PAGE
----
Even the most earnest efforts at faithfully recreating this cornerstone of Mexican cuisine — some argue culture — is doomed from the start. After all, in their country of origin, tacos are the object of pilgrimage. Venues like Copacabana in the Villa Coapa neighborhood of Mexico City as well as El Tizoncito and Los Picudos inspire real devotion, not simply big fans. The deceptively straightforward hand pie known as the taco is so pregnant with identity, so bursting with purpose, that claiming mastery from here is folly. I am willing to claim honest approximation though, and the one claim I’ll make for this undertaking is that it was born of a devotion to the cause of an improbably fierce table fellowship known as Boys' Night In.
Boys' Night In started as an adaptation to fatherhood. It marked the end of an era when a good time was defined by where you went and who you met. It was a concession to a life moderated by the practical, the recognition that my calendar was no longer dominated by new locations (usually restaurants) and people to meet. I’m not sure I missed the night life all that much, but I did miss my boys.
So I conspired to gather them all around one table, our table, at home. The idea didn’t go over all that well; after all, it wasn’t a dinner party, it was a stag do. When I floated the idea, most of my guests greeted me with curiosity before enthusiasm. The whole no-girls-allowed thing felt like unnecessary tumult. Leaving the house solo to go to dinner at a restaurant wouldn’t draw as much attention as winding up at someone else’s house, the reasoning went, especially since there was no sporting event associated with the occasion. Why not do this the easy way? I was asked.
In truth, I hadn’t given this dilemma any thought, but that’s because I had scheduled the first dinner — and every subsequent one — for a Friday evening when my wife, Lisa, was traveling for business.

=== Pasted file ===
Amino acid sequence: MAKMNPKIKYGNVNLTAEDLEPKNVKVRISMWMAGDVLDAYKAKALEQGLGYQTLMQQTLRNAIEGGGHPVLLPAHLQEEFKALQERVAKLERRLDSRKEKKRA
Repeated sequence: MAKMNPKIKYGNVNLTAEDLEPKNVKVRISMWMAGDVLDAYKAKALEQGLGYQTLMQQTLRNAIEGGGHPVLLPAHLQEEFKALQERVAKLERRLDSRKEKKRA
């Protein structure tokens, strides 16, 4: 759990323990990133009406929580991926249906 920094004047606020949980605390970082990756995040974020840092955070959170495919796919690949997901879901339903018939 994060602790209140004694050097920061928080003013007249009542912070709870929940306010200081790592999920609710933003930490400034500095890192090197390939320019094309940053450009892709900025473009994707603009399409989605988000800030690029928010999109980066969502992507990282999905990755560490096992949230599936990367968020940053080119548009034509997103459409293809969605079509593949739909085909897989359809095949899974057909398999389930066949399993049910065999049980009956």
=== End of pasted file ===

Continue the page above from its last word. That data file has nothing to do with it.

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Maybe sell Boys' Night In as a hopeless drum circle, a moment set aside for men to share their experiences of fatherhood, their dreams and frustrations, aspirations and fears. That ought to do it. Surely no woman in her right mind would want a part of that nonsense. Meanwhile we could get on with the serious business of eating and drinking.
The menu for that first evening was ambitious and expensive, prime cuts, unimaginative wine and top shelf booze. I don’t think anybody carried cigars, but that was definitely the vibe. Little did we know.
As we settled in the requisite conversational jockeying that is a part of most unconscious gatherings, could be heard above the enthusiastic roar: “Try this.” “Oh, you haven’t heard of that?” but that nonsense was short-lived. It became pretty clear very quickly that this was an opportunity, that the men around the table could be a resource, not for careerist purposes, but for proper pursuits. A calm settled around us like an incantation, the drinking came off the gallop and the questions started coming and so did some honest attempts at answers. We lingered over empty plates and the stories that we told were sobs.
At midnight all eleven of us moved to the front porch with the end of the evening in mind, and then we lingered there, too. A bond had been made and nobody, it seemed, wanted to break the spell.
That was more than a decade and nearly as many dinners ago, the menu has gotten more modest, as have the guests, and the conversation now has a context and the resulting compassion. Not all of us had kids at that first dinner, but now we do. Of all the meals we’ve shared, the most successful has been the pork tacos. Maybe there’s something about assembling your meal together at the table through the course of dinner that makes the fellowship more complete. Perhaps it is the uninterrupted act of passing the garnishes and salsas, the embodiment of generosity, that makes the meal such a success. Who knows?
I’d like to say that this auspicious and socially potent main course is a recipe modeled after that most notable taco style, carnitas; the dish that is credited with anchoring the celebratory feast held in Coyoacán (in the modern state of Michoacán) when, in 1521, Hernán Cortes and his conquistadors sacked the Aztec city state Tlatelolco, bringing an end of that empire. Even claiming the prized buried piglet of the Yucatan, Cochinita Pibil, would lend the meal some historical gravity. But, like so many taco varieties, it was created from whole cloth.
I suppose the Boys’ Night In taco hews most closely to the ubiquitous stewed taco variety found in all 31 states in Mexico. But even that is a generosity this taco does not deserve. I just made this up, and I can’t honestly say that the preparation in the recipe below is adhered to everytime I approach the task. What I can say is that the recipes for the four salsas usually accompanying the pork have been sourced from the informative, entertaining and generally fantastic guide, “Tacopedia” by Déborah Holtz and Juan Carlos Mena.